One could attend competing Irish cultural events every night of the week in New York. I’ve always found it comforting to know that if I show up at an affair at the Consulate or NYU’s Ireland House, I’ll know a good portion of the people there. But after drinking from the same trough for twenty years, we could use some fresh-faced twenty-year-olds to keep us energized. Not to write ourselves off prematurely, but the youngest of the Morrison/Donnelly visa recipients have hit forty by now. Heslin told me recently that there are just two Irish-born actors under the age of thirty who can legally work in New York and that “the scarcity of young Irish artists living in America at this time is having a real impact on how we tell our cultural story.”

This is not to suggest that the community is in danger of going extinct—not with some 34.5 million people who can claim Irish heritage living in the US. But without the influx of more recent, younger immigrants, there is a noticeable disjunction between the Irish of Ireland, who are increasingly tolerant and open in their social attitudes, and the Irish-American community, which is leaning more conservative. Gay organizations were banned from participating in the official St. Patrick’s Day parade on 5th Avenue in New York until as recently as 2015—which was the same year that Ireland became the first country in the world to legalize same-sex marriage by popular vote. A majority of Irish-American voters, who had narrowly favored Barack Obama in 2012, broke for Donald Trump in 2016 (as did most white Catholic voters), while last year Leo Varadkar, a young gay man of Indian descent, was elected as Taoiseach, or prime minister, in Ireland. Several of Trump’s closest advisers (Steve Bannon, Kellyanne Conway, John Kelly) and his loudest media cheerleaders (Sean Hannity, Bill O’Reilly) have Irish surnames—and theirs have also been some of the most hard-line voices against immigration under the Trump administration.

To be sure, this is far from the whole story of Irish-American politics. In my community in New York, a new grassroots movement called Irish Stand was set up last year by Irish Senator Aodhán Ó Ríordáin, with the help of the writer Lisa Tierney-Keogh and others, to defend the civil rights of immigrants and refugees in response to Trump’s election. (The organization’s inaugural event, held at Riverside Church in Manhattan last March, was attended by nearly 3,000 people.) This divergence in Irish and Irish-American attitudes is part of why the founder of the digital news site,  Niall O’Dowd, who has been lobbying for immigration reform since he came here as an undocumented immigrant in the 1980s, told me recently that “maintaining that first-generation connection has never been more important.” 

In 2005, O’Dowd and a Manhattan bar owner named Ciaran Staunton founded the Irish Lobby for Immigration Reform (ILIR) to fight for legalization of all undocumented immigrants and to allow low-skilled workers to come to the US. Working with Latino and other groups, the ILIR lobbied hard for various reform efforts culminating in the bipartisan 2013 Immigration Act that passed in the Senate but not in the House. Following that last failed attempt, the campaigners have all but given up on comprehensive immigration reform, which, O’Dowd says, “took a lot of time and energy and went nowhere.” The Irish lobby sees its best hope now in securing a deal that would provide a significant allotment of E3 visas along the lines of the recently established Australian program—that is, specifically for graduates doing professional work—and in making the best possible use of existing programs such as the J1, H1B, and L1 visas, which are designed respectively for students, technicians and specialists, and foreign workers on inter-company transfers.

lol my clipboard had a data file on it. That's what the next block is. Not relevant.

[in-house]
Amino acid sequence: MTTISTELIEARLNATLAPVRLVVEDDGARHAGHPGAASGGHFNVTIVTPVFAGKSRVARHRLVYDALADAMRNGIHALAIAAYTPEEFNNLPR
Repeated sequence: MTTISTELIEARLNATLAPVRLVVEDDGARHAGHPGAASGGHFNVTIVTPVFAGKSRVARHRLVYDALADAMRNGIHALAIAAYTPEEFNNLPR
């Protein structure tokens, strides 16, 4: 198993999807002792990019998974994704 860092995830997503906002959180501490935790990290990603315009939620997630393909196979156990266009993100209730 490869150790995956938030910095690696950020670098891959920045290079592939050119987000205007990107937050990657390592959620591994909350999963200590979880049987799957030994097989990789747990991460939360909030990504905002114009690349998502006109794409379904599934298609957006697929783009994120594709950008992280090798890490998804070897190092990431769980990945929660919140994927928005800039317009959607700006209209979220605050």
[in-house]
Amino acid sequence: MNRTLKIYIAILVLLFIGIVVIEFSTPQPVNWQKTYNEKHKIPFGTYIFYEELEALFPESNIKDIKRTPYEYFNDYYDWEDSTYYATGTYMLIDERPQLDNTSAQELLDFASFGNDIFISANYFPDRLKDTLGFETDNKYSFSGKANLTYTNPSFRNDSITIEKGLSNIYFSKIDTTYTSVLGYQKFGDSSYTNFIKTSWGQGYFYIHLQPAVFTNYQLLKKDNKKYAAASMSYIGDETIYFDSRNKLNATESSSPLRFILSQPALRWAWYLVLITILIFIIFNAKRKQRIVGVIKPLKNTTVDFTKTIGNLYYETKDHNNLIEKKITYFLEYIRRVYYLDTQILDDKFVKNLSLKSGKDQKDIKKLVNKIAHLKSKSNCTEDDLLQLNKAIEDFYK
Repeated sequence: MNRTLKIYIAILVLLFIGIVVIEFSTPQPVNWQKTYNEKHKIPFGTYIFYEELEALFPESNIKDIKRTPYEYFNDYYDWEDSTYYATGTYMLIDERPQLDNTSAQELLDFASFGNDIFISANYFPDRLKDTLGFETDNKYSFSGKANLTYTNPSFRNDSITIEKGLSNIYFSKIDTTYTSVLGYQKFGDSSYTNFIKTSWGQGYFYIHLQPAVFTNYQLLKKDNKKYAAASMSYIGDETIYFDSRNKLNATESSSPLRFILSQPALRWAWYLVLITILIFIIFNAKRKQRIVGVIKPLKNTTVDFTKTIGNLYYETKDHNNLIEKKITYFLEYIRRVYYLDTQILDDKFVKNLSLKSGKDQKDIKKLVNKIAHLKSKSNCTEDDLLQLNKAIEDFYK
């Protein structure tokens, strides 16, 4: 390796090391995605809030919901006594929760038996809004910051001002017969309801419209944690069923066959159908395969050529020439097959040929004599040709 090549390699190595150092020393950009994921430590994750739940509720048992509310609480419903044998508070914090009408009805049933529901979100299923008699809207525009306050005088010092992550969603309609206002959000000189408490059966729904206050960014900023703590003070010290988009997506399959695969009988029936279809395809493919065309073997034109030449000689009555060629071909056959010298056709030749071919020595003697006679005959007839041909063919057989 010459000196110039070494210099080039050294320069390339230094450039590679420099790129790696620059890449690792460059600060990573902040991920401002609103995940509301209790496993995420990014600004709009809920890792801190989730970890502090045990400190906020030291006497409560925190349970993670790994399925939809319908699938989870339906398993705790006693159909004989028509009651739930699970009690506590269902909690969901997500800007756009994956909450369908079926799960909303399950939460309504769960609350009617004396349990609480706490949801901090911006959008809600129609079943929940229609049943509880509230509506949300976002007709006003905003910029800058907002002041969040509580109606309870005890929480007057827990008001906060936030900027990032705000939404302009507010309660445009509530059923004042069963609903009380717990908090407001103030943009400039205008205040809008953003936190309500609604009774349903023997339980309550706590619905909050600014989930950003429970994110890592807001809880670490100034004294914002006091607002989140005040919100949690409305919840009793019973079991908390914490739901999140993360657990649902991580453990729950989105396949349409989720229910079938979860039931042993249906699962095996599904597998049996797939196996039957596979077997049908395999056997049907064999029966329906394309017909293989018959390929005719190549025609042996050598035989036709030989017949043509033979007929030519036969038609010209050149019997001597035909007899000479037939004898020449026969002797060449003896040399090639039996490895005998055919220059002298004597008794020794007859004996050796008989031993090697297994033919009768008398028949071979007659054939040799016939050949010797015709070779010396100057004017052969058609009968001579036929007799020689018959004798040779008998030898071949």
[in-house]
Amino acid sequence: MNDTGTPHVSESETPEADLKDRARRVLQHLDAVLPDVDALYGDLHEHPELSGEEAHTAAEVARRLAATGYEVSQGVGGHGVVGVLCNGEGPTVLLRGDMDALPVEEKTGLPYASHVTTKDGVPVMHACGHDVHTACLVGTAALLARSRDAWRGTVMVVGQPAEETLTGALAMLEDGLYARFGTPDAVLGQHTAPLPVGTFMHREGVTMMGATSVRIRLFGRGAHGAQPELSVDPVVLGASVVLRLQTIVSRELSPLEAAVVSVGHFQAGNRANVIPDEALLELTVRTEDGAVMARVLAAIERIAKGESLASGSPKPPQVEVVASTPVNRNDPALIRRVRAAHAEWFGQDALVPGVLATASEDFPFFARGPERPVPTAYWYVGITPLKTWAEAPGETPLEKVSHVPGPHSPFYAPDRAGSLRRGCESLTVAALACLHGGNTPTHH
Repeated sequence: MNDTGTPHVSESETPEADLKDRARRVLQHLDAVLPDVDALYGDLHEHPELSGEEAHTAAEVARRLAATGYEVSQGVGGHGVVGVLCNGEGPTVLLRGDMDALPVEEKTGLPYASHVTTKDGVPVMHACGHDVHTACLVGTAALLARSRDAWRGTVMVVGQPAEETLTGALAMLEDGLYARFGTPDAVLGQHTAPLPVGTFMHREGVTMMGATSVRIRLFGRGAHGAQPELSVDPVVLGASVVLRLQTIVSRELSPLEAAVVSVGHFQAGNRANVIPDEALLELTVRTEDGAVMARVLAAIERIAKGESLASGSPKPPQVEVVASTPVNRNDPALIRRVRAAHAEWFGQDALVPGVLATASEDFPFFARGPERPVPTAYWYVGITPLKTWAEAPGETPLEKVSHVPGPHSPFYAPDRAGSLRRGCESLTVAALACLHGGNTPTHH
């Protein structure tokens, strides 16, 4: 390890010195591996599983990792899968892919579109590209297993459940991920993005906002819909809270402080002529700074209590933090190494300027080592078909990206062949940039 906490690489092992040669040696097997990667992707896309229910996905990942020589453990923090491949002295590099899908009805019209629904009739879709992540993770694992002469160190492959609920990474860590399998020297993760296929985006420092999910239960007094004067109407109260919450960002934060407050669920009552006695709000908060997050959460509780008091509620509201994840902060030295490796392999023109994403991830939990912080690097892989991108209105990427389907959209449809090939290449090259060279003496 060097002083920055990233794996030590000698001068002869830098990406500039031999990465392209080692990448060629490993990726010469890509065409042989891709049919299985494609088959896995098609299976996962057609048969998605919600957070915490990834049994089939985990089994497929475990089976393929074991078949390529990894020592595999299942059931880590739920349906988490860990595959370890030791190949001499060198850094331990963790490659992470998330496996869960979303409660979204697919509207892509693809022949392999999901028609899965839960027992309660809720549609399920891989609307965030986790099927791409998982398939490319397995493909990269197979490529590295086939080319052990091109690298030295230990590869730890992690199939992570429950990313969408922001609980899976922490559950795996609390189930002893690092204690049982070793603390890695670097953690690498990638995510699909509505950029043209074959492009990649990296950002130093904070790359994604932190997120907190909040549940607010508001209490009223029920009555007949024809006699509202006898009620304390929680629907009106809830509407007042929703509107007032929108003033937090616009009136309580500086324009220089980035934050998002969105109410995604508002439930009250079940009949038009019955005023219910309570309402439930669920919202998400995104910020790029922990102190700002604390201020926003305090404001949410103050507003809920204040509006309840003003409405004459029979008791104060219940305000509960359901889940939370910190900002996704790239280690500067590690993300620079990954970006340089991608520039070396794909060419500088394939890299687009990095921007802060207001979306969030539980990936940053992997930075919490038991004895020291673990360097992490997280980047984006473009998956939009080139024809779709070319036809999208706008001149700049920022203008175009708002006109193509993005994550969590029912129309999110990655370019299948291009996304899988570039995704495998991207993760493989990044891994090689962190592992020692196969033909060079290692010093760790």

That plan will cut a lot of young aspirants adrift. I recently met a man in his twenties from Dublin waiting tables at an Irish bar in Queens. Reminding me of myself twenty years ago, he told me he wanted to get into the film business in New York. But he had already renewed his student work permit the maximum number of times, and has to go home next month.

In any case, all of these visas are really only temporary work passes—not intended to lead to permanent residency; nor are they easily converted into Green Cards. And none of these options are accessible to unskilled workers, arguably those most in need of opportunity, which means that not all of the undocumented Irish living in the US today—estimated variously to number between 10,000 and 50,000—would even qualify for legalization were a deal eventually reached. This community has not been targeted for raids in the same aggressive way as other undocumented groups, but they have not been entirely spared the stepped-up enforcement measures in place since Trump’s election either. The Irish Times recently reported a sharp increase in the numbers of Irish being detained in the Boston area, and an increase in the number of deportations to thirty-four from twenty-six last year. This is a drop in the ocean compared to the hundreds of thousands of Latinos who are deported yearly, but it makes campaigning by undocumented Irish immigrants openly for reform, as their predecessors in the 1980s did, impossible.

White privilege is clearly at play here, and shelving the fight for comprehensive reform while pushing for a special deal can only lead to finger-pointing at the Irish lobby on that score. The irony, of course, is that the diversity visa program, which benefits immigrants from all over the world, arose in large part out of Irish lobbying efforts. But now that President Trump has called for the scrapping of that program to reduce immigration from what he referred to as “shithole countries,” playing the history card of Irish-American ties to secure visas for people who happen to be mostly white and educated would be even more awkward.   

Yet that is the predicament in which those of us who came of age at a more benign time and are lucky enough to be here now find ourselves. With rising hostility toward even legal immigrants, we’re obliged to fall back on fighting for a deal that would provide a small number of special visas for the most privileged—simply in hopes of ensuring a minimal “future flow” to sustain the Irish-American community here. If there ever is such a deal, it will be the perfect circling of the US immigration story: we will have gone from “No Irish Need Apply” to only-certain-well-educated-and-therefore-already-advantaged-Irish can apply. I prefer the version Jim Sheridan gave in In America—the one in which an immigrant shows up here, struggles, has transformative experiences, struggles more, then gives back.